Whenever the choice of treatment seems difficult, you (or your oncologist) should really consult with one of the top research oriented oncologists who have been involved with trials of these drugs from phase 1 on.  E.g., Ross Camidge at U. Colorado or Alice Shaw at MGH in Boston are tops in my book (and Camidge even offers phone consultations although insurance won't cover those).  Shaw is my oncologist (got 5 years out of crizotinib for ROS1+ due to meeting her when other docs only knew of chemo for ROS1), and I've met Camidge a few times at the big annual ASCO -- both are awesome.  Don't just assume a comment you hear on the internet reflects the latest thinking -- these doc know the latest because they are doing the work earlier and longer.
    Best hopes,
    Craig in PA
  3. Like
    CraiginPA got a reaction from Jeff Towers in ALK Positive   
    If I recall correctly, Alecensa (alectinib) was showing especially promising results as one's first ALK-targeted drug (odds of benefit & esp. longest duration), so good that it raised the question of whether it might actually be the best drug for that role although it would take a head-to-head phase 3 trial (two groups each randomly being assigned to or the other) to give a definitive answer.
    brigatinib has been considered a good 2nd line choice after crizotinib although with a risk of pneumonitis reaction.  With their phase-in approach to dosing there isn't much concern over fatal pneumonitis reaction but if pneumonitis does occur (not usual but it does occur in some patients) you could find yourself (1) excluded from certain other clinical trials of new treatments because of having had that before or (2) excluded from some future trial if they have a restriction on the number of prior ALK inhibitors tried and you've run through a couple of others by then (such trials are becoming scarcer but they had existed before).  Most people wouldn't be too concerned with these when picking their 1st ALK drug, but there are anecdotes of individuals who turned out to be unlucky with one drug or another.  I am ignorant of any data on whether or not it might have any significant advantage over crizotinib as one's first ALK drug, and I thought that as a 2nd line (after crizotinib) it was performing well, so brigatinib is certainly a respectable drug.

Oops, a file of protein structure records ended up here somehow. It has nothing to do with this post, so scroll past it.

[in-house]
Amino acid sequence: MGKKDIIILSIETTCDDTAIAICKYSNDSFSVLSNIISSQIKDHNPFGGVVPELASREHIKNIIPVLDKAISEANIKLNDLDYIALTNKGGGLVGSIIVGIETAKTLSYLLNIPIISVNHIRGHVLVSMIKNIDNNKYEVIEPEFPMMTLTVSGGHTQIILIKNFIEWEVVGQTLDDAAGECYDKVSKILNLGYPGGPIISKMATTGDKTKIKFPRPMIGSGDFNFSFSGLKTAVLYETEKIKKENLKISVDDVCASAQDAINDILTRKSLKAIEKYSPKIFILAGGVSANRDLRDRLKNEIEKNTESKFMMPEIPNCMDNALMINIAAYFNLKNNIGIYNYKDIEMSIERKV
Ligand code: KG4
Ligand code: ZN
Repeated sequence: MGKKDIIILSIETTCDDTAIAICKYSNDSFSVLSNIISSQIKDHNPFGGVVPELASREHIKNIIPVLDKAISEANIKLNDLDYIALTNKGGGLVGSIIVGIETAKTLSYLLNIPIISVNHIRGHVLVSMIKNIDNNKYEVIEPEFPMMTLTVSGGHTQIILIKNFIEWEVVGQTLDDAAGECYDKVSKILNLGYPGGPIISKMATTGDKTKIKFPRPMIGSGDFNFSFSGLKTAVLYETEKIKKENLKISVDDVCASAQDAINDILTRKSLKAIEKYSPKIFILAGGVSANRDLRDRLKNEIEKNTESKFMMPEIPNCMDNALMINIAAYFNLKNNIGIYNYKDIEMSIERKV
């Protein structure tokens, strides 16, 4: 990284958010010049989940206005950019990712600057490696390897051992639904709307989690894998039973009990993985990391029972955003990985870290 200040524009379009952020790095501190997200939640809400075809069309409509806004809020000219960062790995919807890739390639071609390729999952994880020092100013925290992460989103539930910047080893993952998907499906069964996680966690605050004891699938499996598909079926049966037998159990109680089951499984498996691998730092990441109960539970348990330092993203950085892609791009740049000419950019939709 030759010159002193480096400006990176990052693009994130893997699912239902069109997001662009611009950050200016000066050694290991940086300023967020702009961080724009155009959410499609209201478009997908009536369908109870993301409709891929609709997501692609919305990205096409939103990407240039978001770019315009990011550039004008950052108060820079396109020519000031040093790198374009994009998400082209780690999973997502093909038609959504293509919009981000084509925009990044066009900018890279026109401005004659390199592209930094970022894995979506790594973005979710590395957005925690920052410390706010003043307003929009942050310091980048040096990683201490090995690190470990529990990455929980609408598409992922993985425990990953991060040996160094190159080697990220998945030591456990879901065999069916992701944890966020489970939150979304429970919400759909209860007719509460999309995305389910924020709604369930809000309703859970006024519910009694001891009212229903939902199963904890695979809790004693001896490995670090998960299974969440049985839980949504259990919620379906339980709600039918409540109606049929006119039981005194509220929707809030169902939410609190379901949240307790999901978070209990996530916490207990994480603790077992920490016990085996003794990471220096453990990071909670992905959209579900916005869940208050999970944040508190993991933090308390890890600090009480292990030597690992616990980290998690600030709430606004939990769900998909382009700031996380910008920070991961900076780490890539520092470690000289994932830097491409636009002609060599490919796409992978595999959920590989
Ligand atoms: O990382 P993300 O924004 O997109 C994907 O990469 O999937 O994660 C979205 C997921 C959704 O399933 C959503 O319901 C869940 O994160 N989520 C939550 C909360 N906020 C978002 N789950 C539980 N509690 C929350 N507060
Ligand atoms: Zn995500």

Whenever the choice of treatment seems difficult, you (or your oncologist) should really consult with one of the top research oriented oncologists who have been involved with trials of these drugs from phase 1 on.  E.g., Ross Camidge at U. Colorado or Alice Shaw at MGH in Boston are tops in my book (and Camidge even offers phone consultations although insurance won't cover those).  Shaw is my oncologist (got 5 years out of crizotinib for ROS1+ due to meeting her when other docs only knew of chemo for ROS1), and I've met Camidge a few times at the big annual ASCO -- both are awesome.  Don't just assume a comment you hear on the internet reflects the latest thinking -- these doc know the latest because they are doing the work earlier and longer.
    Best hopes,
    Craig in PA